As anticipated, a number of Android specific drivers have now entered the staging area, including some drivers previously merged into the staging area, but later removed as because they were not being maintained (1, 2, 3, 4, 5 and others). These changes mean that the kernel should now contain everything required to boot an Android userland, but is still missing wake lock code or equivalent, which is required to achieve decent battery life.
John Stultz has put together some background information on the status of integration of Android-specific changes in this LWN.net article, in which he reports on a meeting of the Android mainlining interest group.
A rudimentary DRM/KMS driver for Texas Instruments' OMAP platform has been merged into the staging area. Among the code deleted from the staging area by kernel developers is the code for file system pohmelfs, as its inventor is now working on a newly developed successor (1, 2).
The maintainer of the DRM subsystem has merged a DMA buffer sharing mechanism (dma_buf) framework into the kernel. It should allow multiple drivers to share a DMA buffer (1, documentation). This infrastructure, which is not currently used by any drivers, could be useful in embedded systems, enabling the kernel to, for example, forward image data collected by a camera to both a video encoder and to graphics hardware for display without having to duplicate the image data in memory. It should also allow a dedicated graphics chip to reduce overhead in outputting images calculated by the graphics chip via chipset and processor graphics. This could, for example, prove useful for supporting NVIDIA's Optimus technology, which is found in a not insignificant proportion of modern laptops. Discussions on whether proprietary drivers such as NVIDIA's will be permitted to use DMA buffer sharing are ongoing. One month into this discussion, Rob Clark, one of the main developers behind the code, has expressed the view that they should.
Background information on the dma_buf infrastructure can be found in this LWN.net article and in two videos â the first is from a presentation at the Embedded Linux Conference (ELC), in which Rob Clark describes the framework; the second is of a Fosdem presentation in which Daniel Vetter looks into some details of the technology.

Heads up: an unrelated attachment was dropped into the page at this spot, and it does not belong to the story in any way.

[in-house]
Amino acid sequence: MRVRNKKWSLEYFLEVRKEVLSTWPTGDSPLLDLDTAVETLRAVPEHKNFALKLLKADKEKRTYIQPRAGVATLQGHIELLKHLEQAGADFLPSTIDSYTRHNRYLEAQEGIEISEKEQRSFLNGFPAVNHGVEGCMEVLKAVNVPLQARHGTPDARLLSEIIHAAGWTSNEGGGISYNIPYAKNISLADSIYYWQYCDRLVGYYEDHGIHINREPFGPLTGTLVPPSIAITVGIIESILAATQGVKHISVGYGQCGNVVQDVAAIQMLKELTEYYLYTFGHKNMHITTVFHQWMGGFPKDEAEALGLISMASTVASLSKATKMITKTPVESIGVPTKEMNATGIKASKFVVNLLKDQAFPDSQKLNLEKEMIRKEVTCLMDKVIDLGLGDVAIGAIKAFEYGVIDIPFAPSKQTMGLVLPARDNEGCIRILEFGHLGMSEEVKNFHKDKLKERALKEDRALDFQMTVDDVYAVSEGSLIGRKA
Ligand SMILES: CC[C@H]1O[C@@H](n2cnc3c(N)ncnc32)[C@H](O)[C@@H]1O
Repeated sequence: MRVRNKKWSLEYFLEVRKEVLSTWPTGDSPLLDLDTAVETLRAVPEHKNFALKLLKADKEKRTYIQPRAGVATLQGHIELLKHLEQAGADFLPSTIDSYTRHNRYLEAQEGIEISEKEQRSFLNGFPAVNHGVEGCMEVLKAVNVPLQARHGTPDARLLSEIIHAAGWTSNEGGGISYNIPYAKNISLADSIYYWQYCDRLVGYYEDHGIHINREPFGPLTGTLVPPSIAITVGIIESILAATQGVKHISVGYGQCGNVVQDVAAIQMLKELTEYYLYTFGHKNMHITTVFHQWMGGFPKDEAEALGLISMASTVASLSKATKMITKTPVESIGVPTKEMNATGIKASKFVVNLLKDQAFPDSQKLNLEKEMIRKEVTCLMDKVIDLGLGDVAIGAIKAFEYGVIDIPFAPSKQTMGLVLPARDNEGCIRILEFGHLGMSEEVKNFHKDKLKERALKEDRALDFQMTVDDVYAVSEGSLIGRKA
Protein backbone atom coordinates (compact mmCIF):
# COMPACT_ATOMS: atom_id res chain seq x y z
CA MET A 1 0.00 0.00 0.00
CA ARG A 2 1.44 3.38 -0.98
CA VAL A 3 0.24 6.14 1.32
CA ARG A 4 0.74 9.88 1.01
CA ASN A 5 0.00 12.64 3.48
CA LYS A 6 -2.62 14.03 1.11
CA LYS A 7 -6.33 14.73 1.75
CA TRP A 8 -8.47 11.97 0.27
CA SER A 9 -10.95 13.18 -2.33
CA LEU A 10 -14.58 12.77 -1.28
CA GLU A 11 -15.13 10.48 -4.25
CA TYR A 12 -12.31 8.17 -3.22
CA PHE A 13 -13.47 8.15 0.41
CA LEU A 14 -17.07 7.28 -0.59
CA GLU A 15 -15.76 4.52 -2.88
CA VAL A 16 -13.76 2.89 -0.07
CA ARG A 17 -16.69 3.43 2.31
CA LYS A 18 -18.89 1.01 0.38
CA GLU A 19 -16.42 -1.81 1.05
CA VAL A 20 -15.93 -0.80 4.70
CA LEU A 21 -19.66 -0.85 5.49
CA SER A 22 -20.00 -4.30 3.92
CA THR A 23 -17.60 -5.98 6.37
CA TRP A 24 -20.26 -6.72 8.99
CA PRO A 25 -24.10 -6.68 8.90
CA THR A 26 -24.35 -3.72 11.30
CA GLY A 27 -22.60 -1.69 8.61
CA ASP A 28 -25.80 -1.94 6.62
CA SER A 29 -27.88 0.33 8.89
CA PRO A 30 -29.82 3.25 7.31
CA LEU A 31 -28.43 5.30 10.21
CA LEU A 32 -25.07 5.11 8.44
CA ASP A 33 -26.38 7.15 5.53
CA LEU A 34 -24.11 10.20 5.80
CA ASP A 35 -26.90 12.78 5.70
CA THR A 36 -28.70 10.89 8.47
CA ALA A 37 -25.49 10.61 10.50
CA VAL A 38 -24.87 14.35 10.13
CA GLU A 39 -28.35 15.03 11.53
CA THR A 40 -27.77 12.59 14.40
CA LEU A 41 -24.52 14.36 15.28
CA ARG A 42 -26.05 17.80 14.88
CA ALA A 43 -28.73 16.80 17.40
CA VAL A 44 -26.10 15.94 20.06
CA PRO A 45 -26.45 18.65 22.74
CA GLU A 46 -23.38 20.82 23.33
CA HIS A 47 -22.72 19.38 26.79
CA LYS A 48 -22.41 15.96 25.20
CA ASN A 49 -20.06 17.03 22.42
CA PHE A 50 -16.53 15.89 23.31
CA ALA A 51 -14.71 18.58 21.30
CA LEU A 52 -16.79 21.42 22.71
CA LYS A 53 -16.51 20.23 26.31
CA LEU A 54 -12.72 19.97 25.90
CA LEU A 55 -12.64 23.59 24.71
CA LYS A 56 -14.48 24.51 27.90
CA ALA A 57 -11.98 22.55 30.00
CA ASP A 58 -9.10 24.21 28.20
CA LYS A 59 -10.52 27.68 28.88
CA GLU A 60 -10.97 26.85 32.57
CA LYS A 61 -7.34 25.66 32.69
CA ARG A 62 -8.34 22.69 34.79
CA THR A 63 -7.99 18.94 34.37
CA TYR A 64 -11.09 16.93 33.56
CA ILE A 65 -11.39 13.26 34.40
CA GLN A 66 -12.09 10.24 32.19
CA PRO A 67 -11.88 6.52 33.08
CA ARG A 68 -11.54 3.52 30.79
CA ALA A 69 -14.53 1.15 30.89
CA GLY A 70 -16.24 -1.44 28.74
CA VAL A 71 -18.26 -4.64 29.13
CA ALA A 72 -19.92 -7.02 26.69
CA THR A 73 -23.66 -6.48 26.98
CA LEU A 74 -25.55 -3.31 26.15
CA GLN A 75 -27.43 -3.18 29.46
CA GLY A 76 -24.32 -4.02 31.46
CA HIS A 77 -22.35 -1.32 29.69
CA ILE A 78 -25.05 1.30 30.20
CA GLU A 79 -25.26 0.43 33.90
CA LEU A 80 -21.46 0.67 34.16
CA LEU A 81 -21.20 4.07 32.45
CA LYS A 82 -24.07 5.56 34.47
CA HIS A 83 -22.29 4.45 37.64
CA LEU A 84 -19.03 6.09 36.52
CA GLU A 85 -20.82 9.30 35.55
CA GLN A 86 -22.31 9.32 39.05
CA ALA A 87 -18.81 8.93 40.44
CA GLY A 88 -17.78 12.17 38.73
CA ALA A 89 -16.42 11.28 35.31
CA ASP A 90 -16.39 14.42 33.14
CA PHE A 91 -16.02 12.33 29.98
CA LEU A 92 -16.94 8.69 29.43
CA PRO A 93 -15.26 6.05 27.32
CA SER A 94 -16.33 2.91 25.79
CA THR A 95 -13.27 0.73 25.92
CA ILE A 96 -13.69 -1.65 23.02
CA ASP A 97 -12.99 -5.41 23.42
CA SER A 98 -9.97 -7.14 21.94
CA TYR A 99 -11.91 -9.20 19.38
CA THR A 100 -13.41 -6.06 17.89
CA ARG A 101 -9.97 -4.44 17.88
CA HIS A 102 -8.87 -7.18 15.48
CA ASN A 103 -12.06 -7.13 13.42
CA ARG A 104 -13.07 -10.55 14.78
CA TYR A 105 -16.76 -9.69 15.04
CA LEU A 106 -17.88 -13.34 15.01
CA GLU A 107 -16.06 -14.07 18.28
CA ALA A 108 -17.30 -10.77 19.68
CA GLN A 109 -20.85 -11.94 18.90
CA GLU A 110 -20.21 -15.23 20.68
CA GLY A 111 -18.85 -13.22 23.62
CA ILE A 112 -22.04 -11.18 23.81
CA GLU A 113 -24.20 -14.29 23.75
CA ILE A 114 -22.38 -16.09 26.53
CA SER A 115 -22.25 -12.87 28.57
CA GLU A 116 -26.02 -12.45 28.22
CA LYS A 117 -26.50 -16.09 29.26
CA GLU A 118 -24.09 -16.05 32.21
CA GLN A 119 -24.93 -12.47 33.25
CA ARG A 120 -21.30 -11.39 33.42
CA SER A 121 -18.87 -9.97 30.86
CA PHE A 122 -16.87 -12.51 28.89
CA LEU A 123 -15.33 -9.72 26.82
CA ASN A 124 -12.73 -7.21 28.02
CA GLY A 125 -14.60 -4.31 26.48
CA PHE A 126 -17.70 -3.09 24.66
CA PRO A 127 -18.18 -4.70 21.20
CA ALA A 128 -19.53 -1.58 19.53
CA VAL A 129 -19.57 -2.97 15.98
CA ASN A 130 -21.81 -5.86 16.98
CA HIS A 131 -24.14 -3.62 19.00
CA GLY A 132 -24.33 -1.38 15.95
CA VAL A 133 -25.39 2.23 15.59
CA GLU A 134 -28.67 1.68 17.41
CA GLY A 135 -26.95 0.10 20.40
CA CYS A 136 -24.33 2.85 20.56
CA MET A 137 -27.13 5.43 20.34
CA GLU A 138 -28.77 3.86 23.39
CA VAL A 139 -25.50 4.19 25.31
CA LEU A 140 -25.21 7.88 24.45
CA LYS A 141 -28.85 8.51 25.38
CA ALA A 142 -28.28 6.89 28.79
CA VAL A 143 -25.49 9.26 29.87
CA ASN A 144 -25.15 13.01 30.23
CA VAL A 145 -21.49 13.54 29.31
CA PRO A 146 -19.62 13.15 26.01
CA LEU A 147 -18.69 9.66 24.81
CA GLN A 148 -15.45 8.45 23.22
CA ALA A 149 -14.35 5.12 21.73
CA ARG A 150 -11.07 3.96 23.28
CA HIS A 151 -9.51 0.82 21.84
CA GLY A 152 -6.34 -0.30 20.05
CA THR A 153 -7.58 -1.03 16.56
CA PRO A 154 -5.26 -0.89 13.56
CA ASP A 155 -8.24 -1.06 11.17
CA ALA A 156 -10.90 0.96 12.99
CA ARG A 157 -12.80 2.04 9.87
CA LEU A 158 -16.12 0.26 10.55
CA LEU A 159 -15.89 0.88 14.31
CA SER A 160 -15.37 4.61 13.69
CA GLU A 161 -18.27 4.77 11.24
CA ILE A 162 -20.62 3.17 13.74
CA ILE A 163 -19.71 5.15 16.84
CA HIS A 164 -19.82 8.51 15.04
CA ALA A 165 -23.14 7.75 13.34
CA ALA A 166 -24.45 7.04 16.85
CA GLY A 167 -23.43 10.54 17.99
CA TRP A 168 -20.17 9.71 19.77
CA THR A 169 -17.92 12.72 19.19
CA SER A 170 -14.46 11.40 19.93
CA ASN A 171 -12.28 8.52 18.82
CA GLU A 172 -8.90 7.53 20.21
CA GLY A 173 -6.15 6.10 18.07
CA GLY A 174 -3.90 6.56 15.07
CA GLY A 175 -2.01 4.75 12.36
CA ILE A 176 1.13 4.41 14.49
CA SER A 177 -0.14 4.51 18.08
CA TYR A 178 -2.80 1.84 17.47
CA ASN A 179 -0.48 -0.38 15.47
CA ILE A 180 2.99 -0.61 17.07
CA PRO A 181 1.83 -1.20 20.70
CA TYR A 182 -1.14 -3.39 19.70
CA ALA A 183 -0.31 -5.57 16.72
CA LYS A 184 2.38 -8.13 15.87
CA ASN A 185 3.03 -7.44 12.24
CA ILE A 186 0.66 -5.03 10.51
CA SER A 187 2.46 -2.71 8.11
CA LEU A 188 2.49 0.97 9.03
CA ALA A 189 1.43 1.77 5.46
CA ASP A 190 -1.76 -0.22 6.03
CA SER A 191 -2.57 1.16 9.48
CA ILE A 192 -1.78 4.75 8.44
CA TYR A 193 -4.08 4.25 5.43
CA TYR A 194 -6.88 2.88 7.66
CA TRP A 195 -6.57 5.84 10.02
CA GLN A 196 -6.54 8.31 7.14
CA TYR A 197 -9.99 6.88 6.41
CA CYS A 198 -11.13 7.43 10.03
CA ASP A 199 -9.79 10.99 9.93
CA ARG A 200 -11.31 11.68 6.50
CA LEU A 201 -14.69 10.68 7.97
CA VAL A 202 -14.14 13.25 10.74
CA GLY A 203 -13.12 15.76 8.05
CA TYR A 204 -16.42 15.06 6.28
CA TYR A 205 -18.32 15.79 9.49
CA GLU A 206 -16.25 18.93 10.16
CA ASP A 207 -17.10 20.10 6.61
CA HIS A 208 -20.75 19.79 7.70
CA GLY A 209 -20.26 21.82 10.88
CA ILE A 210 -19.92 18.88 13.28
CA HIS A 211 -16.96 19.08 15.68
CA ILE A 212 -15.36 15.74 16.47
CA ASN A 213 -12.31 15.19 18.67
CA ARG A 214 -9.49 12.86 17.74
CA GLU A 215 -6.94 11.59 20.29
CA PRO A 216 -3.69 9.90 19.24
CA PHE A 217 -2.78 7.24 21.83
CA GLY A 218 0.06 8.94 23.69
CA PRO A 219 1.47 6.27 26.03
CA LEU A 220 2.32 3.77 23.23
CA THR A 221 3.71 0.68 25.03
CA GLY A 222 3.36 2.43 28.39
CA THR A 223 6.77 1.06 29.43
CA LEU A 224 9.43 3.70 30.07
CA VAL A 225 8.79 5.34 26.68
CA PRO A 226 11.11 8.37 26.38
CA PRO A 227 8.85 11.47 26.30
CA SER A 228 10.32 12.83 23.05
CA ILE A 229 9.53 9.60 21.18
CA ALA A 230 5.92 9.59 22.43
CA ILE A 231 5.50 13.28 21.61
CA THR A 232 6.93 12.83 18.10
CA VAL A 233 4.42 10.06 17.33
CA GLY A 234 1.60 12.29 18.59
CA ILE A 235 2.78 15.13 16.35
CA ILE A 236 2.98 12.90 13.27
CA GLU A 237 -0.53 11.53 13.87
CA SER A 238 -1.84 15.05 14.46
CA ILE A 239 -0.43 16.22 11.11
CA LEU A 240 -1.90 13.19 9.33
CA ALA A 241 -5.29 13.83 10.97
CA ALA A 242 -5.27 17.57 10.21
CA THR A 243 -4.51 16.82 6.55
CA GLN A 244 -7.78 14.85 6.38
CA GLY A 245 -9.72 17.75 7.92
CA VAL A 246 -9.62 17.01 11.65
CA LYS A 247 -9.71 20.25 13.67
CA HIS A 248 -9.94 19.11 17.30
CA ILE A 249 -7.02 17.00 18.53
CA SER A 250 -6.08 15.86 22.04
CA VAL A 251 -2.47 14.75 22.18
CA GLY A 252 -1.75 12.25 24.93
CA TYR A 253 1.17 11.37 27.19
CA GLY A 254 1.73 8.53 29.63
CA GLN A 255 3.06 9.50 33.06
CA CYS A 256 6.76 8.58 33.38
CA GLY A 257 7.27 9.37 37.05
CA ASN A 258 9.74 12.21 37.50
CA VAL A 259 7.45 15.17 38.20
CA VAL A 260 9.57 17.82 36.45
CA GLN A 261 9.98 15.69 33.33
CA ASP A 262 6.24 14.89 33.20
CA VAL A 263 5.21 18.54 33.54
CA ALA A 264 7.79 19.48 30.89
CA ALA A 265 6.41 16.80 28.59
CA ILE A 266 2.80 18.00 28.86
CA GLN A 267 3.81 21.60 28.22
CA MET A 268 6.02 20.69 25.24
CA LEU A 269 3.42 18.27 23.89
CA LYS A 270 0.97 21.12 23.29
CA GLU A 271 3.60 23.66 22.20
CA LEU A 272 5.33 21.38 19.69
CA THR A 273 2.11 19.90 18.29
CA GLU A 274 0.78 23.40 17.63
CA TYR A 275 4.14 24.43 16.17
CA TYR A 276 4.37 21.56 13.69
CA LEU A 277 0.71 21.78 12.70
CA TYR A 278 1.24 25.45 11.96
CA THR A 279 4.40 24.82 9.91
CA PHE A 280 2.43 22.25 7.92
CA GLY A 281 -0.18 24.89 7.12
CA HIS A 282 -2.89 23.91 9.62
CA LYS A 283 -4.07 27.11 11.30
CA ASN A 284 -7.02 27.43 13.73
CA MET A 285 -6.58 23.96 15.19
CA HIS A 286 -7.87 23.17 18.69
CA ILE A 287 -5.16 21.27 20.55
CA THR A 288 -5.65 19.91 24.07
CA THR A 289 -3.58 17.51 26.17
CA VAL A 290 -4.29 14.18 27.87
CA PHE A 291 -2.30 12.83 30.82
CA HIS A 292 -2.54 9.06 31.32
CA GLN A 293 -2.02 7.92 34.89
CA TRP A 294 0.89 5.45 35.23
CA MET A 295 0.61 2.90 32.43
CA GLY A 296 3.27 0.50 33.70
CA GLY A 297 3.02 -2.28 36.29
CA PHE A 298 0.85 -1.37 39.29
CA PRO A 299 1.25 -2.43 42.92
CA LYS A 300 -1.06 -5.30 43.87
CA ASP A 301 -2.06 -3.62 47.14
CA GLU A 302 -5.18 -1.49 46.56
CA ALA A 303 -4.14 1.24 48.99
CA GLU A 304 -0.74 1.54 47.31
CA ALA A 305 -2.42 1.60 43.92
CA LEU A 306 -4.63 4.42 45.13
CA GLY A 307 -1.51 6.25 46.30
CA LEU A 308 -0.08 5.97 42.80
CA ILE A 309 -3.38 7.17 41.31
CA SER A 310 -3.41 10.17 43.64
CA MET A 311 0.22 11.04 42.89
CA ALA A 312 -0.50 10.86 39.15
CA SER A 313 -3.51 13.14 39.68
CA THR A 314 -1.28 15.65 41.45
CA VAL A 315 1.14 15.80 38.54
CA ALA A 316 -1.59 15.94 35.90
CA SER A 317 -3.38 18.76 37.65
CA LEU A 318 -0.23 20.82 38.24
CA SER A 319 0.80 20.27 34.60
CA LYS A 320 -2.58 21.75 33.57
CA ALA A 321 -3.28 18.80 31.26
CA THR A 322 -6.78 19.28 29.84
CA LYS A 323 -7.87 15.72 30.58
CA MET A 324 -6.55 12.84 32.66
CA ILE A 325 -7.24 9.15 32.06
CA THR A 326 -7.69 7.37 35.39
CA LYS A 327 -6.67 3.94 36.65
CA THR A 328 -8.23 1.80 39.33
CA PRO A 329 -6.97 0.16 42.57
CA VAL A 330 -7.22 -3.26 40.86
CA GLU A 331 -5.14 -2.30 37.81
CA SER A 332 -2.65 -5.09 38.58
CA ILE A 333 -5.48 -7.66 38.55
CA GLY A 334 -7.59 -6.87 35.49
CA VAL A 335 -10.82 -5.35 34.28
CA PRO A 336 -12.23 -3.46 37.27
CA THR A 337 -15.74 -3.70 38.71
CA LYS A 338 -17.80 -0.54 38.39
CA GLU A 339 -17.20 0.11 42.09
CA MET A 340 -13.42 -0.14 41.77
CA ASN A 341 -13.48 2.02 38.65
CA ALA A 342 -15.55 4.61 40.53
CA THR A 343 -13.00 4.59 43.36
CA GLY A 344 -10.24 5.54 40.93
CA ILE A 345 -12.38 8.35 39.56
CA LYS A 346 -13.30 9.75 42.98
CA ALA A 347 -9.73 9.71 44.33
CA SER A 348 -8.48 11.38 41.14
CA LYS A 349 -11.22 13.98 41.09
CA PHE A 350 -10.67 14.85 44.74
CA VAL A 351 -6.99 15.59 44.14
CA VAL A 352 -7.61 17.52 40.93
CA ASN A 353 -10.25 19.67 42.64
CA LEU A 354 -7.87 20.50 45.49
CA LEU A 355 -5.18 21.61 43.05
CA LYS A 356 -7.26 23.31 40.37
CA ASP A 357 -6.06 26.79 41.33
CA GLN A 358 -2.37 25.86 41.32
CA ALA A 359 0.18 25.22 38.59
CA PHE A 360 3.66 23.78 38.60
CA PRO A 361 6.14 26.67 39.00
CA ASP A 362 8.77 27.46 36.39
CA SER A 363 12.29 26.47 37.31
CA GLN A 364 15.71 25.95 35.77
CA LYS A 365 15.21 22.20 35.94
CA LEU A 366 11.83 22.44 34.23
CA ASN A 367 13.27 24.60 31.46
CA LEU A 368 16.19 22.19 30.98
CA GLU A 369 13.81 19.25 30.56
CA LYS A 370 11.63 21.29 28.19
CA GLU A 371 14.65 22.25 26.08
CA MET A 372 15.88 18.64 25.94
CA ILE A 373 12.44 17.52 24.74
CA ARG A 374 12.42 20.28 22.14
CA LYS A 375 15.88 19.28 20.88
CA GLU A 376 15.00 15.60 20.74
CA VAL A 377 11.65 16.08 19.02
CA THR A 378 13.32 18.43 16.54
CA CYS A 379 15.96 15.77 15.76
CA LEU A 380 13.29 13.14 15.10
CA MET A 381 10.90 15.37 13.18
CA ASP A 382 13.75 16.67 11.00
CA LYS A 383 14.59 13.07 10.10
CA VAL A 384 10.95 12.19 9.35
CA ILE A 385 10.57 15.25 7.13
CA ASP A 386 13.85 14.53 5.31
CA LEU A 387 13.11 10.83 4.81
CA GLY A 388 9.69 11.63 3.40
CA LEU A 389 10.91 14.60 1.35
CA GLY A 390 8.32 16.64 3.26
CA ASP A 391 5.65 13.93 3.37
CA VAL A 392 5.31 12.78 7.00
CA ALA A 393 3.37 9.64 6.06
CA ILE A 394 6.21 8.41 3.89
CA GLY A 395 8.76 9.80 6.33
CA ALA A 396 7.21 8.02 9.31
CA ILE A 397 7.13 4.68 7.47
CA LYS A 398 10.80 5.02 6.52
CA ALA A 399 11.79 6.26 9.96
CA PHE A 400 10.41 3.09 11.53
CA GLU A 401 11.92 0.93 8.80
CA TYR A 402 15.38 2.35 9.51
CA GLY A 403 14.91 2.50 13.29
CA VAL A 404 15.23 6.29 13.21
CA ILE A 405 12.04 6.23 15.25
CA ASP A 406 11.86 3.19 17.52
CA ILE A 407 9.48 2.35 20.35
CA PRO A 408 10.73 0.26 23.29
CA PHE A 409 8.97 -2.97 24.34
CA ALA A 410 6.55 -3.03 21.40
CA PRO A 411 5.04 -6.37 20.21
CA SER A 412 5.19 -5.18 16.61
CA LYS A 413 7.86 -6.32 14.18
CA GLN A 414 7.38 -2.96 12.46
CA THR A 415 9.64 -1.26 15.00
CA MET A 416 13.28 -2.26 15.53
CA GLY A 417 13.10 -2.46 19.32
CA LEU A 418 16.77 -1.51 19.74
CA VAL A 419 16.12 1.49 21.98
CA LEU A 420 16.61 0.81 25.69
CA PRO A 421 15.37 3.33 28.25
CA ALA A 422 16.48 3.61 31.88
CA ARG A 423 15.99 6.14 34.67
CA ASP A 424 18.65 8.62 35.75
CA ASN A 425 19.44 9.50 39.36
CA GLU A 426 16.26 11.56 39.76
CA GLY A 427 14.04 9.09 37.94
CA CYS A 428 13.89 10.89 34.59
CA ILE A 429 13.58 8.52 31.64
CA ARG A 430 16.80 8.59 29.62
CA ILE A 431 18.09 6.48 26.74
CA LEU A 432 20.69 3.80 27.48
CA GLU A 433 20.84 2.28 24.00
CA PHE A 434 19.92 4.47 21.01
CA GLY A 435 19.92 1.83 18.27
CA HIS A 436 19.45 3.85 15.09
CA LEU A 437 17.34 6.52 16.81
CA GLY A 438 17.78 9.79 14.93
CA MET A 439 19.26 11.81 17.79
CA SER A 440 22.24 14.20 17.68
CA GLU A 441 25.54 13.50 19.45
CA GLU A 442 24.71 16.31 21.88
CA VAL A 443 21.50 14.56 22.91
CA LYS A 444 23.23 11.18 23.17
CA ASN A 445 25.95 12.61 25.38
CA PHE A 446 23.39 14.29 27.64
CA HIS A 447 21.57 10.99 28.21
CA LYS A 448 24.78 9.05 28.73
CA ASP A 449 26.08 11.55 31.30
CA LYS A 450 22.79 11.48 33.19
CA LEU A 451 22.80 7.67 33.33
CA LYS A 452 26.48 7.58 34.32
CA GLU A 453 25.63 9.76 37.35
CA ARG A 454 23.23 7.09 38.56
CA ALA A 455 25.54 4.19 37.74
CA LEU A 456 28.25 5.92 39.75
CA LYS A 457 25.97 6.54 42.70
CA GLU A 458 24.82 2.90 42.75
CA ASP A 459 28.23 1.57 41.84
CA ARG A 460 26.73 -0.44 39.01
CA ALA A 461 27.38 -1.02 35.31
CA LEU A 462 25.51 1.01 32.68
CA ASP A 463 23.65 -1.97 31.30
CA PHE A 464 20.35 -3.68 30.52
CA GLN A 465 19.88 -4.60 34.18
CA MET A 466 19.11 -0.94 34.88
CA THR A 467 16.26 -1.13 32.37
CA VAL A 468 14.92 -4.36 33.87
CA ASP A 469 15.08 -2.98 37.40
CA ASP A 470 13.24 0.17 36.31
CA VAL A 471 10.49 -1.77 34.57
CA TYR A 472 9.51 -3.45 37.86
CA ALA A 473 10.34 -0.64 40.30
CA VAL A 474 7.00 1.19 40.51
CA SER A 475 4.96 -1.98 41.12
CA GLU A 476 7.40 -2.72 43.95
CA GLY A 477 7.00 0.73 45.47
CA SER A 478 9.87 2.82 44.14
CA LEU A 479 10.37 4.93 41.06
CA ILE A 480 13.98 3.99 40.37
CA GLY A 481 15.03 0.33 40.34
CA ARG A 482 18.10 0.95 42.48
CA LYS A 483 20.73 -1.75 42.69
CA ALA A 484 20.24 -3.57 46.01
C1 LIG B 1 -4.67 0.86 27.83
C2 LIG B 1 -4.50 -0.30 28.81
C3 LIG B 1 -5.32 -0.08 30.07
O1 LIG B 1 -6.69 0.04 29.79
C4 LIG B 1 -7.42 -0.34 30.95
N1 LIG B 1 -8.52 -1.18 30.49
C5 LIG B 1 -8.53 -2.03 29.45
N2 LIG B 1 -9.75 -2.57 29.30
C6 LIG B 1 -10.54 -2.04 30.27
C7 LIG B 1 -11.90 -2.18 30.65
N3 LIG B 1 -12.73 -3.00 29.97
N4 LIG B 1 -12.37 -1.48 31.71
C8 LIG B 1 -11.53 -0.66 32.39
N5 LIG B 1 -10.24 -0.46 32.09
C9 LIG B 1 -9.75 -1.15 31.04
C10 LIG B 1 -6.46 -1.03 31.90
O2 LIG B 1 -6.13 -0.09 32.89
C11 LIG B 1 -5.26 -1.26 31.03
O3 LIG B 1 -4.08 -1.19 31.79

- The kernel audio driver developed as part of the Alsa project is able to transfer data sent to the hardware for output in compressed form (1, documentation). The driver for Cirrus HDA codecs now supports the Cirrus Logic 4213. Other changes include further revisions aimed at making the driver rely less on accessing quirks stored in the kernel to correctly configure Realtek audio chips.
- Linux 3.3 also sees the addition of code for the Terratec H7 tuner. Work on merging a driver for this USB box, which allows users to watch digital terrestrial and cable TV and contains a CI module, is ongoing. There have also been various changes and additions to the frontend and tuner driver APIs. Details can be found in the minor gems section on the next page or in an email from media subsystem maintainer Mauro Carvalho Chehab.
- The driver for ALPS touchpads now supports touchpads that use versions 3 and 4 of an ALPS protocol. The kernel has previously used its PS/2 compatibility mode, which emulates a double-click function. This function may now need to be activated explicitly.
- Hardware monitoring driver it87 now supports the IT8728F component used on some motherboards.
- System devices (sysdev) will no longer be subject to special treatment when programming kernel drivers (1, 2). Drivers for platform-specific devices will in future have to make do with regular interfaces and bus functions.
- The new charger manager (documentation) adds functions to the kernel for charging batteries on devices on which the charging process needs to be monitored and managed by software.
The "Coming in 3.3" series
The Kernel Log can already share an overview of the most important new features of Linux 3.3, expected in mid-March, since the kernel hackers have integrated all the major changes in the first two weeks of development. Hence the 3.3 kernel is currently in its stabilisation phase, in which the kernel developers avoid big changes and focus on fixing bugs.
The articles on the changes and additions will discuss the kernel's various functional areas one by one: